Impact of Financial Collapse in Mexico
Ever since I can remember, my father would always give my sisters and I casual lessons on the way the world works. We got history, we got science and very often we got finance. He even made his weekly financial revision and bank statement organization a family bonding experience. I remember laying on my parents bedroom floor with my father going over every number and concept on the bank statement explaining to me what everything meant. I must have been no older than six (I know, its really non-conventional, but neither is my father). Interestingly enough, the only thing that really sunk in was the fact that if you have your money in a bank, you'll make a "profit" given the interest you receive in the account. Later, I opened my own junior account and received monthly statements showing that I had made ten cents on my five hundred peso account. I loved those ten cents (however insignificant) because I figured that eventually, after many years of receiving ten cents, I would be a very wealthy kid. Many years later, in 1994, when Mexico was hit with a massive financial crisis, it dawned on me that interest rates can work against you as well. As I am from Mexico and was living there at the time, again, my father was giving me a financial lesson while we were on the way to the bank. We were discussing the situation and I noticed he was very stressed. He mentioned that, given the situation, he was having a very hard time paying the mortgages on our apartment and meeting the car payments. I was confused and asked him to explain. Well, after the crisis hit, the interest rate was kept very high to attract investment. As a consequence, many Mexicans were left in a very awkward situation, where their debt to the bank had increased dramatically. The car stopped, we got out and walked into the bank. I couldn't believe it; the entire bank was filled with people's living rooms, bedrooms and kitchens. There was furniture, TV's, VCR's, frying pans, washing machines, everything and anything you can imagine. The bank had confiscated all the goods that people had bought using bank loans but hadn't been able to pay back. That's when it dawned on me that perhaps the car we were driving in, and that the home I had to live in might also be taken by the bank. Interest rates 101, the hard way. That's when it really hit me...but really, really hit me, that interest rates take as much as they give.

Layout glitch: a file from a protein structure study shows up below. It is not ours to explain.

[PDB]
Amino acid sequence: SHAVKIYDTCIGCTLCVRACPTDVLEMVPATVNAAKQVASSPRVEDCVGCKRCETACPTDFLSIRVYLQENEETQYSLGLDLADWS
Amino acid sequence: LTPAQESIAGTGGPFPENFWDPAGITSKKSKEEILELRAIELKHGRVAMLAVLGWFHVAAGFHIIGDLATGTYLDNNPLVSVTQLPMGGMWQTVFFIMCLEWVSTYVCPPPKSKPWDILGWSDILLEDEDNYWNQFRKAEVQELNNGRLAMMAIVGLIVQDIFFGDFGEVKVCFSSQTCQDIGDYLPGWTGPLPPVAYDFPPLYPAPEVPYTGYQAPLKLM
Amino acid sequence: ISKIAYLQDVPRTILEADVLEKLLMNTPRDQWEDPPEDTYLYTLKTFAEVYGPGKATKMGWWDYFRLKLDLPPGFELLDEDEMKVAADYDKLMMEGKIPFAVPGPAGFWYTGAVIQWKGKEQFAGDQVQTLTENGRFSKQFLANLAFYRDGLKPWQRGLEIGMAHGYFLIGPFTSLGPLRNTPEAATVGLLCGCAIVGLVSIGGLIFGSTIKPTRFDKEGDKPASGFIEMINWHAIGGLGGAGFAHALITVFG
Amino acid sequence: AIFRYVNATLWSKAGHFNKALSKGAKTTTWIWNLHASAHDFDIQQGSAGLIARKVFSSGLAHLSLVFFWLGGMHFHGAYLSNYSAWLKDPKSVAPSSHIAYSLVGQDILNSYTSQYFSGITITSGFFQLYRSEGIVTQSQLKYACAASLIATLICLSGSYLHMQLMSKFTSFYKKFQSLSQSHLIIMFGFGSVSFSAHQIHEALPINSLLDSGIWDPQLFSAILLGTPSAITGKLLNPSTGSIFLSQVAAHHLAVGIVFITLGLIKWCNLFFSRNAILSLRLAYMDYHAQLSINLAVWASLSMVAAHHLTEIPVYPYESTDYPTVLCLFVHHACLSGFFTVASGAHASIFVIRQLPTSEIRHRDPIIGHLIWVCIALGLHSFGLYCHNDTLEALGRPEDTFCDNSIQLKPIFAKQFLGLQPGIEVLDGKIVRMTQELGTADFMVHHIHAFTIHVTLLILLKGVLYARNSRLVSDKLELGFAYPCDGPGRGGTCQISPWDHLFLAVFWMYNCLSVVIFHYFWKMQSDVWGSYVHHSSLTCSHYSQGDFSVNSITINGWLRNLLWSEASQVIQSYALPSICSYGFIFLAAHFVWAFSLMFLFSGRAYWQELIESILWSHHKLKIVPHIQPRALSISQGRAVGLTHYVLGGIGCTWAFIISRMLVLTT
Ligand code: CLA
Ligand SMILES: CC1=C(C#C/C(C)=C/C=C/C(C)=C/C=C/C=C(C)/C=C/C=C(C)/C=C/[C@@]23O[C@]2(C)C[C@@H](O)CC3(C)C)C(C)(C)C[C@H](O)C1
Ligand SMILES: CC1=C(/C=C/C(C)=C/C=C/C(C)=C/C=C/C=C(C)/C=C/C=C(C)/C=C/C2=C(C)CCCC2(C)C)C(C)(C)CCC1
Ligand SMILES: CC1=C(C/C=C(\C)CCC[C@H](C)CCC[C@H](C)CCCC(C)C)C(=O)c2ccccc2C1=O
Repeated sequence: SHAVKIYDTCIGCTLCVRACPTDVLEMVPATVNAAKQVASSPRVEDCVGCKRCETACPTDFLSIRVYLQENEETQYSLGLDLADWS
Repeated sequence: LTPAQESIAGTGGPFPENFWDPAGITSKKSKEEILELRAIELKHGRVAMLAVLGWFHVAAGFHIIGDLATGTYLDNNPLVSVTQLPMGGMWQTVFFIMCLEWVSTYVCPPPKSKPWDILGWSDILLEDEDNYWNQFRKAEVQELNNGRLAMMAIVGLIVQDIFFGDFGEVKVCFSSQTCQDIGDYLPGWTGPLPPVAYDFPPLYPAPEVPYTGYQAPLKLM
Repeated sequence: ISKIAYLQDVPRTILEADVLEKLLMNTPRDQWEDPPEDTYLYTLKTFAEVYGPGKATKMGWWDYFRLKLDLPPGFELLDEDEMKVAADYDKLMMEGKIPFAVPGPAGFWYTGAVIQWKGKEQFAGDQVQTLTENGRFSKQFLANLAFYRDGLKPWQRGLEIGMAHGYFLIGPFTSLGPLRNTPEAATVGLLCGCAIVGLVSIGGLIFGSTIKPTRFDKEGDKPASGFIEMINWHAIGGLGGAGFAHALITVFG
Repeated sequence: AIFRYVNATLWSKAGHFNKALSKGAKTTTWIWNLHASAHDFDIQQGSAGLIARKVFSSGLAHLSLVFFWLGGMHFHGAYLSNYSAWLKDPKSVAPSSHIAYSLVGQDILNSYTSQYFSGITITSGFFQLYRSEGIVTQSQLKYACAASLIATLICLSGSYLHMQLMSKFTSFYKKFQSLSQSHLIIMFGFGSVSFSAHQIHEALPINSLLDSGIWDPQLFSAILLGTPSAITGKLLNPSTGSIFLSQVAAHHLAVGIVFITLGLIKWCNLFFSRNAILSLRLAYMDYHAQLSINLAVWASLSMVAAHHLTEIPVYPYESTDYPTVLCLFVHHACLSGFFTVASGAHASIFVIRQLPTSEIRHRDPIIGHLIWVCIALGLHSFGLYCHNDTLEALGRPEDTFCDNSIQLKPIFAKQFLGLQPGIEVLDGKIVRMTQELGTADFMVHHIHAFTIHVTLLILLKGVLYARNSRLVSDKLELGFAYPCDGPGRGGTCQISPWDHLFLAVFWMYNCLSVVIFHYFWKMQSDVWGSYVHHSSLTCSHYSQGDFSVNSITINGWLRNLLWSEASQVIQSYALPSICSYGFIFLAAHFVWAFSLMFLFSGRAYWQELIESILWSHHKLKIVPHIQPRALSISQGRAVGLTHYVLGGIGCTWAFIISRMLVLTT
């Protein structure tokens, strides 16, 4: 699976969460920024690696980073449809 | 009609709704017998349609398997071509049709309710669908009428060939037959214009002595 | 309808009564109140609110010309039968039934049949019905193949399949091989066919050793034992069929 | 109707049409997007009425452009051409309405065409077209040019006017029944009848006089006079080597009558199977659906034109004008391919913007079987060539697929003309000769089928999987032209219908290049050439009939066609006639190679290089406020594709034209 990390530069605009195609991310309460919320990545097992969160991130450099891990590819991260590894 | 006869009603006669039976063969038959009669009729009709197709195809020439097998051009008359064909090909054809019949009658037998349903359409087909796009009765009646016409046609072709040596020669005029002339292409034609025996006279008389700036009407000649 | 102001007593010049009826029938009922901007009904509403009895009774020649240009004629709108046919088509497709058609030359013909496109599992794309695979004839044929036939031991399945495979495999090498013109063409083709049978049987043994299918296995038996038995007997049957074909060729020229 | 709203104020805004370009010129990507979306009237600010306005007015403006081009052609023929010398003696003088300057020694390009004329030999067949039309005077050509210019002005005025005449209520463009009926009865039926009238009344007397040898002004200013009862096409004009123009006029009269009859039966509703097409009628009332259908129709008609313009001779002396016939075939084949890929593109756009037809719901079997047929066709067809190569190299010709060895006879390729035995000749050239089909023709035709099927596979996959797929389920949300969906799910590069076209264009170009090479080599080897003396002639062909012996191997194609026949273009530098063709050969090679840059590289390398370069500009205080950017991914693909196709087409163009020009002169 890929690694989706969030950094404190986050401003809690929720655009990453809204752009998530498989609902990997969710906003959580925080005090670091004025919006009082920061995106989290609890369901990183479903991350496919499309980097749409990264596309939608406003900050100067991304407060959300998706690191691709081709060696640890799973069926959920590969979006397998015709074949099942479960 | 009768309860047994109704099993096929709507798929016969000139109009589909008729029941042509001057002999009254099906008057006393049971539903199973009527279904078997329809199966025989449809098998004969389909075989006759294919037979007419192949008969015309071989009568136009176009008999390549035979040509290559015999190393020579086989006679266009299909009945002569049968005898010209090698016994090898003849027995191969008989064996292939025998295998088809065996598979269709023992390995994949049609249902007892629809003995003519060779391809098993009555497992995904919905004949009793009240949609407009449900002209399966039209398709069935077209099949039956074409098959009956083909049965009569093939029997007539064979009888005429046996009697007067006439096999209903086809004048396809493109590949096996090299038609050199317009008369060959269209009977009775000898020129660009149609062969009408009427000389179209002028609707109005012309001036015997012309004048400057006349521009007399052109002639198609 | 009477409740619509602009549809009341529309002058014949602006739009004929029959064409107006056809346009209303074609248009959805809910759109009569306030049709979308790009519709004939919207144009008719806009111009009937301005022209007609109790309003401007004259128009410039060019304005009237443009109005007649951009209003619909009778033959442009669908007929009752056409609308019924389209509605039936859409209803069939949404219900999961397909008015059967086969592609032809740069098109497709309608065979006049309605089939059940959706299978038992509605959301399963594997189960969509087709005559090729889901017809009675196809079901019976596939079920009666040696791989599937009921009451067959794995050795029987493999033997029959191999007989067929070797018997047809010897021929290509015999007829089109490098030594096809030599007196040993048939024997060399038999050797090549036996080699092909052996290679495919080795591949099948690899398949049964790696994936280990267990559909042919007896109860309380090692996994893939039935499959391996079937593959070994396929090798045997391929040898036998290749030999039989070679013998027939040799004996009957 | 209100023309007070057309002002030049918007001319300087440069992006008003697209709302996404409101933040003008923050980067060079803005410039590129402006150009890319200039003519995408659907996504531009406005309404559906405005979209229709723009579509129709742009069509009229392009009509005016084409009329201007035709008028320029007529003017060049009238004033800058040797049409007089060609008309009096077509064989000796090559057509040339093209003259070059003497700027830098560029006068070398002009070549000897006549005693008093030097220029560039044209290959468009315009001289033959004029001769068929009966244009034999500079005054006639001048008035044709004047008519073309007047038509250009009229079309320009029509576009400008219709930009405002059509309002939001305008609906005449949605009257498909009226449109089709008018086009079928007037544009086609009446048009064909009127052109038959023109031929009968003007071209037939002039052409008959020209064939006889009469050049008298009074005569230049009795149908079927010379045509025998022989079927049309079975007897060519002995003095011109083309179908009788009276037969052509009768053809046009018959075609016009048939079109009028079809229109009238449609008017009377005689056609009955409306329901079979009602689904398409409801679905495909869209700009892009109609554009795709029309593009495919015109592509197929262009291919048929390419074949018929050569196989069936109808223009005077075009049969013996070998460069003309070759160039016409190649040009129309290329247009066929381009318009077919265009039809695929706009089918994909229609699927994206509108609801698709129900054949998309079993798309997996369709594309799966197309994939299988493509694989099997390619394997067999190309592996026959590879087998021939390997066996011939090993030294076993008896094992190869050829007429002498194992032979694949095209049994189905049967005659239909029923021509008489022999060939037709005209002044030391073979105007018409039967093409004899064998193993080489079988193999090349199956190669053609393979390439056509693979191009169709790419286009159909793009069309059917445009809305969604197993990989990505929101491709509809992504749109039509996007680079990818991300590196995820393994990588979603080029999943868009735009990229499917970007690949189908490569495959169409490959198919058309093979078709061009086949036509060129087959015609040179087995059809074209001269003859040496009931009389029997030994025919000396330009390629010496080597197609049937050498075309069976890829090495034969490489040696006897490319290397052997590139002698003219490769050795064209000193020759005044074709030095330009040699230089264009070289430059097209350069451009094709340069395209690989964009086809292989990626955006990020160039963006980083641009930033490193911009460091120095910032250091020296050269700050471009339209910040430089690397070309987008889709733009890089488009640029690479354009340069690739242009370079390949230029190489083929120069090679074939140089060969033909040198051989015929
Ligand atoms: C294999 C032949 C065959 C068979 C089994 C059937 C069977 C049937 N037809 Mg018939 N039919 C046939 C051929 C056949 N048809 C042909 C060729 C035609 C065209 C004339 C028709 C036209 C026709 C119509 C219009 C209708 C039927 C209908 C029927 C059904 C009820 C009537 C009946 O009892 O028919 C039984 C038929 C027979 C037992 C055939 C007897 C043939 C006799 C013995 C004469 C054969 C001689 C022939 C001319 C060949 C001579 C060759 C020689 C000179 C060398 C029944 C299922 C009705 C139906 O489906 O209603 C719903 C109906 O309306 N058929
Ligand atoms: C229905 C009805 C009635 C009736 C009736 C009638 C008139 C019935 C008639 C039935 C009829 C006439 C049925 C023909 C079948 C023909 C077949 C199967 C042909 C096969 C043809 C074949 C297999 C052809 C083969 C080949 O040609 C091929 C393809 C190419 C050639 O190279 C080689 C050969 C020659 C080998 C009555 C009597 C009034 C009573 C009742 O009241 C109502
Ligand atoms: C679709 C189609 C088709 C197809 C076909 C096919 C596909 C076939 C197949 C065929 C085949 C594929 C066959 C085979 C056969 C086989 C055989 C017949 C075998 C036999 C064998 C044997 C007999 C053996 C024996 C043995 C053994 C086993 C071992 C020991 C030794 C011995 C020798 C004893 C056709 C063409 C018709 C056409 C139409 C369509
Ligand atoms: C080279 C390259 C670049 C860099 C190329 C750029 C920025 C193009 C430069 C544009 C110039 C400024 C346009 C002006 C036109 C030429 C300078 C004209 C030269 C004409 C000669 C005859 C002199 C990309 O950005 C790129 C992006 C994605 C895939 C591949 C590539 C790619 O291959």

To end the cycle, later that year, a bank moved into a building owned by my father. But even the banks were out of money and so, not very often but on occasion, they would pay my father rent by giving him the TV's, the VCR's and the furniture that they had taken from other peoples homes... almost like bartering. We agreed to this because, in all honesty, we had to take what we could and hope to later sell it ourselves.